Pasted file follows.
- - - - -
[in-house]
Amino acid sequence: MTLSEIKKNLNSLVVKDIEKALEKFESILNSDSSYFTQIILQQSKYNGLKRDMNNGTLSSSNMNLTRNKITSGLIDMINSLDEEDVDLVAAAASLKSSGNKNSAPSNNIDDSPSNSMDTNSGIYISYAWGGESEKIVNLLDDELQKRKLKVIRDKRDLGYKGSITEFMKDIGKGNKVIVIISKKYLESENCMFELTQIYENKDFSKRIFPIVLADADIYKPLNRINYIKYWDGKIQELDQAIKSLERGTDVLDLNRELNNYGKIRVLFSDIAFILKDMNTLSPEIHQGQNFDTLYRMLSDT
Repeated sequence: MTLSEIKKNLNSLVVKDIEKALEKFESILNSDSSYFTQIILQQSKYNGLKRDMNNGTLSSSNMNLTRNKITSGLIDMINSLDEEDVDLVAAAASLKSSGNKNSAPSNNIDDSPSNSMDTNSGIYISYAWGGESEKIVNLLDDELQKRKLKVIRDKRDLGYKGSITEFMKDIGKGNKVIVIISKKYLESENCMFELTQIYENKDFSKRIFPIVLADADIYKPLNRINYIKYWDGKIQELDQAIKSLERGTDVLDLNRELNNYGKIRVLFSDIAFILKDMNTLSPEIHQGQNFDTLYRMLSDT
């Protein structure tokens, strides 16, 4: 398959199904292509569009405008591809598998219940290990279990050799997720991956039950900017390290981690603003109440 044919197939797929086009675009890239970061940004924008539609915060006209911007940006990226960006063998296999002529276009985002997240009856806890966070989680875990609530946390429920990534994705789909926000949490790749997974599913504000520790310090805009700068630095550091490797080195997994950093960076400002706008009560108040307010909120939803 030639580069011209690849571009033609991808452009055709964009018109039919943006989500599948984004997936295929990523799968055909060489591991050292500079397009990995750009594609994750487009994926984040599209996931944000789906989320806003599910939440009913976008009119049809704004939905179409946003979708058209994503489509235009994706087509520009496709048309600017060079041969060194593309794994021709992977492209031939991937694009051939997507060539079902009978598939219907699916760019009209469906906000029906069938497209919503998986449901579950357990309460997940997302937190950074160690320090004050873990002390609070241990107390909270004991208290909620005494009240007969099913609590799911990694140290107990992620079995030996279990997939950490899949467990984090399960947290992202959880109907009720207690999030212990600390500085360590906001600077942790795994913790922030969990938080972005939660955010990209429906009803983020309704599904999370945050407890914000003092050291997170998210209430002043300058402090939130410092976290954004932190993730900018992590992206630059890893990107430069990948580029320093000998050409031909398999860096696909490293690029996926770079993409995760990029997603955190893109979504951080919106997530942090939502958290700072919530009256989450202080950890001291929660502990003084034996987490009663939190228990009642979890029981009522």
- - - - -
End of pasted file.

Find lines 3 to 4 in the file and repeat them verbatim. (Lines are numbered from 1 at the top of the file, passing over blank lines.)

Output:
Repeated sequence: MTLSEIKKNLNSLVVKDIEKALEKFESILNSDSSYFTQIILQQSKYNGLKRDMNNGTLSSSNMNLTRNKITSGLIDMINSLDEEDVDLVAAAASLKSSGNKNSAPSNNIDDSPSNSMDTNSGIYISYAWGGESEKIVNLLDDELQKRKLKVIRDKRDLGYKGSITEFMKDIGKGNKVIVIISKKYLESENCMFELTQIYENKDFSKRIFPIVLADADIYKPLNRINYIKYWDGKIQELDQAIKSLERGTDVLDLNRELNNYGKIRVLFSDIAFILKDMNTLSPEIHQGQNFDTLYRMLSDT
């Protein structure tokens, strides 16, 4: 398959199904292509569009405008591809598998219940290990279990050799997720991956039950900017390290981690603003109440 044919197939797929086009675009890239970061940004924008539609915060006209911007940006990226960006063998296999002529276009985002997240009856806890966070989680875990609530946390429920990534994705789909926000949490790749997974599913504000520790310090805009700068630095550091490797080195997994950093960076400002706008009560108040307010909120939803 030639580069011209690849571009033609991808452009055709964009018109039919943006989500599948984004997936295929990523799968055909060489591991050292500079397009990995750009594609994750487009994926984040599209996931944000789906989320806003599910939440009913976008009119049809704004939905179409946003979708058209994503489509235009994706087509520009496709048309600017060079041969060194593309794994021709992977492209031939991937694009051939997507060539079902009978598939219907699916760019009209469906906000029906069938497209919503998986449901579950357990309460997940997302937190950074160690320090004050873990002390609070241990107390909270004991208290909620005494009240007969099913609590799911990694140290107990992620079995030996279990997939950490899949467990984090399960947290992202959880109907009720207690999030212990600390500085360590906001600077942790795994913790922030969990938080972005939660955010990209429906009803983020309704599904999370945050407890914000003092050291997170998210209430002043300058402090939130410092976290954004932190993730900018992590992206630059890893990107430069990948580029320093000998050409031909398999860096696909490293690029996926770079993409995760990029997603955190893109979504951080919106997530942090939502958290700072919530009256989450202080950890001291929660502990003084034996987490009663939190228990009642979890029981009522």